I greatly admire today’s young people — but I sure don’t envy them. We older generations are leaving them a hell of a mess.
Granted, many people of all ages are trying to help the world shift to efficient, cost-effective renewable energy and avert the increasingly devastating impacts of a heating planet. But some don’t want to give up the conveniences and luxuries they’ve become accustomed to, from jet-setting vacations to private automobiles, so they don’t push too hard for change.
And despite international agreements and significant progress on many fronts, those with real power to effect change are still propping up the fossil fuel industry. As oil companies rake in record profits, the world’s biggest economies, the G20 countries, invested a record US$1.4 trillion in public money in coal, oil and gas last year — despite ongoing pledges since 2009 to phase out fossil fuel subsidies.
It pains me to mention political “leaders” who oppose almost all climate policy and action — some publicly rejecting climate science altogether! The excessive support some show for polluting, inefficient energy sources makes me wonder who they’re really working for. They’re certainly not prioritizing the interests of those they were elected to represent, including those too young to vote.
It’s no wonder so many young people are angry — and sad, anxious and afraid. We’ve failed them. When they should be enjoying relatively care-free lives with friends and family, learning and gaining experience, many have become rightfully terrified for their futures. The resulting despair can be paralyzing.
It’s up to older generations to foster hope by taking concrete action to get off fossil fuels and stop destroying natural spaces. But we must also recognize the serious, often long-term mental health effects youth can experience in facing this crisis. We need to ensure they have access to adequate mental health support and tools for self-care.
After waiting too long for adults to make the right choices, many young people are finding that channelling their anger and fear into action is one antidote to despair. From climate strikes to community activism, they’re finding ways to connect with each other and shape their future.
Some have courageously mounted legal challenges. In Montana, 16 young people successfully sued the state this month for violating their right to a clean and healthful environment.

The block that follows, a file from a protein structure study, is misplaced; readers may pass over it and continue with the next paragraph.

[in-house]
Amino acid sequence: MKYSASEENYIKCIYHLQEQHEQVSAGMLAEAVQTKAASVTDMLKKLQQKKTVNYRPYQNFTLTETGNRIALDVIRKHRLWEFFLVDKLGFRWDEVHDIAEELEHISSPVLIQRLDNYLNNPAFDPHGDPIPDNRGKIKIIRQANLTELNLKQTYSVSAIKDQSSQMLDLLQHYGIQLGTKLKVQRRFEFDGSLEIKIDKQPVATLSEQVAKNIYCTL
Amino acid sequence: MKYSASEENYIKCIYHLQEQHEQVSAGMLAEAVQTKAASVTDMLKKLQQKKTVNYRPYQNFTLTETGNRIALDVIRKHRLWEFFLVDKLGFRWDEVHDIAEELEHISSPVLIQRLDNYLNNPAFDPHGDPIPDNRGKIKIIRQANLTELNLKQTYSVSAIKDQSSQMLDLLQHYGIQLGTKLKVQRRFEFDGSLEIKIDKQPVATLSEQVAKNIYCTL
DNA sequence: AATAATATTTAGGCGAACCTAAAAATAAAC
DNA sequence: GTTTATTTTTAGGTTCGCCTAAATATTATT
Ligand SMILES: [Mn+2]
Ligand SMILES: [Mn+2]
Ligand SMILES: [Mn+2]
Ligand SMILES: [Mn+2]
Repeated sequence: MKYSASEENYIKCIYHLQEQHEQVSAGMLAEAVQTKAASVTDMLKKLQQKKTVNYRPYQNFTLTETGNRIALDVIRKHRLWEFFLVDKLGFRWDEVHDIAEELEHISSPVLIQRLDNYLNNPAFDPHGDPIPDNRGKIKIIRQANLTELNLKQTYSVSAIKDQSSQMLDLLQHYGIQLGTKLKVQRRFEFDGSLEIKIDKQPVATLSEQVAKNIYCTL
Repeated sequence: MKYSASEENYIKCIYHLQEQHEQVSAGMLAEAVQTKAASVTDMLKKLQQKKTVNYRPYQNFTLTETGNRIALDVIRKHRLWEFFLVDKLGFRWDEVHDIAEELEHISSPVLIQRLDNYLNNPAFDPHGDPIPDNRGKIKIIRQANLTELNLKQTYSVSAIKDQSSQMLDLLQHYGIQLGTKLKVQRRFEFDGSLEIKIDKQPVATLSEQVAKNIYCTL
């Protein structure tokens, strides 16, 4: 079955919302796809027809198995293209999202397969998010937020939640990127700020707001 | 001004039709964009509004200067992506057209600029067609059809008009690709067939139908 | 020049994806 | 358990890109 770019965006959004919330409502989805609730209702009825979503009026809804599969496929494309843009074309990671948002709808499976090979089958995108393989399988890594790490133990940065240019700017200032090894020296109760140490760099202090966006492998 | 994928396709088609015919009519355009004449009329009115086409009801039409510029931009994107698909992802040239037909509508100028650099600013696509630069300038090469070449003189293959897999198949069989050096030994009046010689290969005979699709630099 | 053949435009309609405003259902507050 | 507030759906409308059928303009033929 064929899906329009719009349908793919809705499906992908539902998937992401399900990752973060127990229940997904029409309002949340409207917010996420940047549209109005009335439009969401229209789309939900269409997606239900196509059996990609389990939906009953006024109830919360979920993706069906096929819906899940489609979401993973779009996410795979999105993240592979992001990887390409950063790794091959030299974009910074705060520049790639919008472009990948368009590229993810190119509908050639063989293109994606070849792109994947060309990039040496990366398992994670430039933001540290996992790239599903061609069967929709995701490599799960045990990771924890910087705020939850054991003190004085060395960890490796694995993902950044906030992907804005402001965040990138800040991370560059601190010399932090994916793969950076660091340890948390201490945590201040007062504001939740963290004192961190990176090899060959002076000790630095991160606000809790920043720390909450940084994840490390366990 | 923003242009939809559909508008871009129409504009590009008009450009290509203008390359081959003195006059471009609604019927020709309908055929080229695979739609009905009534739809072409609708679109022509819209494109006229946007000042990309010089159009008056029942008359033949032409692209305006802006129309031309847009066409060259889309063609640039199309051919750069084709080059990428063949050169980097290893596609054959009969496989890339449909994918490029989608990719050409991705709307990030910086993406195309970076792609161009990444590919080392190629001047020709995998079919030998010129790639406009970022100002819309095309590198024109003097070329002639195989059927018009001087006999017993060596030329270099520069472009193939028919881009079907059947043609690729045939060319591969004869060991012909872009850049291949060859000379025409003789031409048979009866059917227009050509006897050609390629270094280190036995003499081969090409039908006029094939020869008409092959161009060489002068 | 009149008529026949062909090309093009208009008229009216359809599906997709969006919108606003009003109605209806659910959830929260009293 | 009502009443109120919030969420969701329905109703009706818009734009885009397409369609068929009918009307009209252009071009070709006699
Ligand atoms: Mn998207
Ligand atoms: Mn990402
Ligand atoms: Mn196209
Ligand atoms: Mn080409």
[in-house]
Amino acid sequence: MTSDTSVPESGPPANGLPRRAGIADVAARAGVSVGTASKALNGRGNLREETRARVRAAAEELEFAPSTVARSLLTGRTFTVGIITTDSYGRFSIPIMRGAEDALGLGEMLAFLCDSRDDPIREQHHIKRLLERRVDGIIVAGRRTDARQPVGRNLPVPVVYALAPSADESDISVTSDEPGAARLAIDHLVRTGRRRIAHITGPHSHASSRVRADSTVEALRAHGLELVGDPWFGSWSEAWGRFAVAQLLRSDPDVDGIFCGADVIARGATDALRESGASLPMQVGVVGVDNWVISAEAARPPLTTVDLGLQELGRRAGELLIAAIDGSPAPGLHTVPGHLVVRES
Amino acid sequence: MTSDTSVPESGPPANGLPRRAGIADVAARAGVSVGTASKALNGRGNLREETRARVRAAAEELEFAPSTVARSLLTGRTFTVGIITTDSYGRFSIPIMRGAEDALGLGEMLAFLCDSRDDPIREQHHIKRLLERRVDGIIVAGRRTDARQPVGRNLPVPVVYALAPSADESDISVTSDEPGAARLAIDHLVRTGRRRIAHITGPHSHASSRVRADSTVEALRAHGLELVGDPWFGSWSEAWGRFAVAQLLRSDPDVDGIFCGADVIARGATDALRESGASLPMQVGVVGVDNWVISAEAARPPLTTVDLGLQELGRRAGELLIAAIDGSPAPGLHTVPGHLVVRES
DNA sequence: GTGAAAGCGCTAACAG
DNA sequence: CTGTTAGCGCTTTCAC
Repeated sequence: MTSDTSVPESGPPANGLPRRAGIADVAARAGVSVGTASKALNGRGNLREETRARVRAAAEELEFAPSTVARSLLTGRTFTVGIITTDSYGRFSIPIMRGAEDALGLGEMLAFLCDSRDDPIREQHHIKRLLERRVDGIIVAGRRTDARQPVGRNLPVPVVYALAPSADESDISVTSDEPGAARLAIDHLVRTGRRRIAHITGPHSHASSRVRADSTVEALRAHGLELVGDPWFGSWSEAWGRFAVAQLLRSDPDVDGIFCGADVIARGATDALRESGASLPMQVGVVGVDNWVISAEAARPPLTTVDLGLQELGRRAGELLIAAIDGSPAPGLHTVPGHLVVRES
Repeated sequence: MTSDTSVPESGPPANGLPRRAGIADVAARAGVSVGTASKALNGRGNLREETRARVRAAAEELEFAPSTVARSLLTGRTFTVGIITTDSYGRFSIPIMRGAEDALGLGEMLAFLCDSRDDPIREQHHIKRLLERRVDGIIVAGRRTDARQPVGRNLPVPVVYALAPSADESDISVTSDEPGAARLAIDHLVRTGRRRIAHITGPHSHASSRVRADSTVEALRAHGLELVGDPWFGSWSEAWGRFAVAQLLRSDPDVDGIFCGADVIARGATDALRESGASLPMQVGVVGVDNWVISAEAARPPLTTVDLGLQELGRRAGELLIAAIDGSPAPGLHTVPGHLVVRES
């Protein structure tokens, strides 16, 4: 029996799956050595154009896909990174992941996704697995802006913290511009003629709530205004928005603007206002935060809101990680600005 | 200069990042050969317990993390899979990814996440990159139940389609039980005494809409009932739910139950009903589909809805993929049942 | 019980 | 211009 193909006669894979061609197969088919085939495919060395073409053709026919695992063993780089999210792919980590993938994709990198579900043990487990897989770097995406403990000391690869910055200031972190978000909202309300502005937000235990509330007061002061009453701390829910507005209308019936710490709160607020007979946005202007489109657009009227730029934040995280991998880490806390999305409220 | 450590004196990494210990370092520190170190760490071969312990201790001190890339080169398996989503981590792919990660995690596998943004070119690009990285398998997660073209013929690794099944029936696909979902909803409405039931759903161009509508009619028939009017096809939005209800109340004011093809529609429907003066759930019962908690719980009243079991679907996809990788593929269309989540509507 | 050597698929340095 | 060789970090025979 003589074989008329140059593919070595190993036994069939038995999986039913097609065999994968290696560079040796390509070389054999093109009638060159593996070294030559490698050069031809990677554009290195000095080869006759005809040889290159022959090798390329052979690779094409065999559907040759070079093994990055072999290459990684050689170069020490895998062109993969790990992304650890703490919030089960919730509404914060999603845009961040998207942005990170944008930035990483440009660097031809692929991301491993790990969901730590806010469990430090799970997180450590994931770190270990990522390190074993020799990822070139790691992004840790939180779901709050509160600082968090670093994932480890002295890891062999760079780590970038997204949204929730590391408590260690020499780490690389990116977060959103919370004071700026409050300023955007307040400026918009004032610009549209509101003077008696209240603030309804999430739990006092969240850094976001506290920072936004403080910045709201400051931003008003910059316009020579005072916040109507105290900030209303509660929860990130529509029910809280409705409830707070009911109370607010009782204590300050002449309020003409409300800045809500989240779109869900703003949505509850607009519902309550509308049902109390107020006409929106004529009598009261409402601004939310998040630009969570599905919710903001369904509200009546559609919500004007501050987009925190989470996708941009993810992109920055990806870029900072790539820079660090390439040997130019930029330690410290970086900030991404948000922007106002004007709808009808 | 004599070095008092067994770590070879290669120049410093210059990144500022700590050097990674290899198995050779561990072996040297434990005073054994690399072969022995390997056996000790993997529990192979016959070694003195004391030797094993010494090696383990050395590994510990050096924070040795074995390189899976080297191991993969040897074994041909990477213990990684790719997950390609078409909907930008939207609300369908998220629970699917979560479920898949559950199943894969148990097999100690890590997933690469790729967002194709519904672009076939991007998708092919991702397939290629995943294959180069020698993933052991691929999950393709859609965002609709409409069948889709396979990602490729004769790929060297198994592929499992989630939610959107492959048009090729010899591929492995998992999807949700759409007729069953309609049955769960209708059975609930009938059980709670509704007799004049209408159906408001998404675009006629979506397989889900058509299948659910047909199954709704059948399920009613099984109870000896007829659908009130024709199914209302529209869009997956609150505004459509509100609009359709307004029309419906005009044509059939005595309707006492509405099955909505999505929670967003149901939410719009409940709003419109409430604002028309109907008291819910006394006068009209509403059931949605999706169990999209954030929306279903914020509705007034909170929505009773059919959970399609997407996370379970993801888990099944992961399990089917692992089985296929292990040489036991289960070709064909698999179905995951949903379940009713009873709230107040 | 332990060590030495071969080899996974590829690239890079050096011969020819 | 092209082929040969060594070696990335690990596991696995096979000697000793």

“Because of their unique vulnerabilities, their stages of development as youth, and their average longevity on the planet in the future, plaintiffs face lifelong hardships resulting from climate change,” the judge wrote.
Many are hoping the landmark decision will energize other youth climate lawsuits, including one next year in Hawaii.
In Canada, seven young people are suing the Ontario government over climate issues. And in a case supported by the David Suzuki Foundation, 15 youth from seven provinces and one territory are suing the federal government for violating their rights to life, liberty and security of the person under Section 7 of the Canadian Charter of Rights and Freedoms and violating their right to equality under section 15, because they’re disproportionately affected by the climate emergency.
Again, young people shouldn’t have to spend their time and resources going to court to compel governments to do what they should be doing in the first place: ensuring their constituents live in a healthy environment and that youth of all ages can expect a bright future.
It’s exhausting enough just living with the growing climate crisis, even if you aren’t in the midst of fires or floods or smoke-clogged skies — or worse. Knowing so many solutions exist and that change is possible offers hope but can also be a source of frustration, as there are so many barriers to progress.
Young people are especially vulnerable. I urge all youth to talk about and get active in climate issues if you can — whether it’s participating in a march, writing a letter or joining an organization — but remember also to enjoy your life. We still have each day, and it’s important and energizing to have fun, get out into nature, spend time with friends and family, listen to music, dance, play and just live.
Let’s not be overcome by despair. A better future is achievable. We older generations owe those coming after us our consistent, focused efforts to do whatever we can to get there!
David Suzuki is a scientist, broadcaster, author and co-founder of the David Suzuki Foundation. Written with David Suzuki Foundation Senior Writer and Editor Ian Hanington.
Learn more at davidsuzuki.org.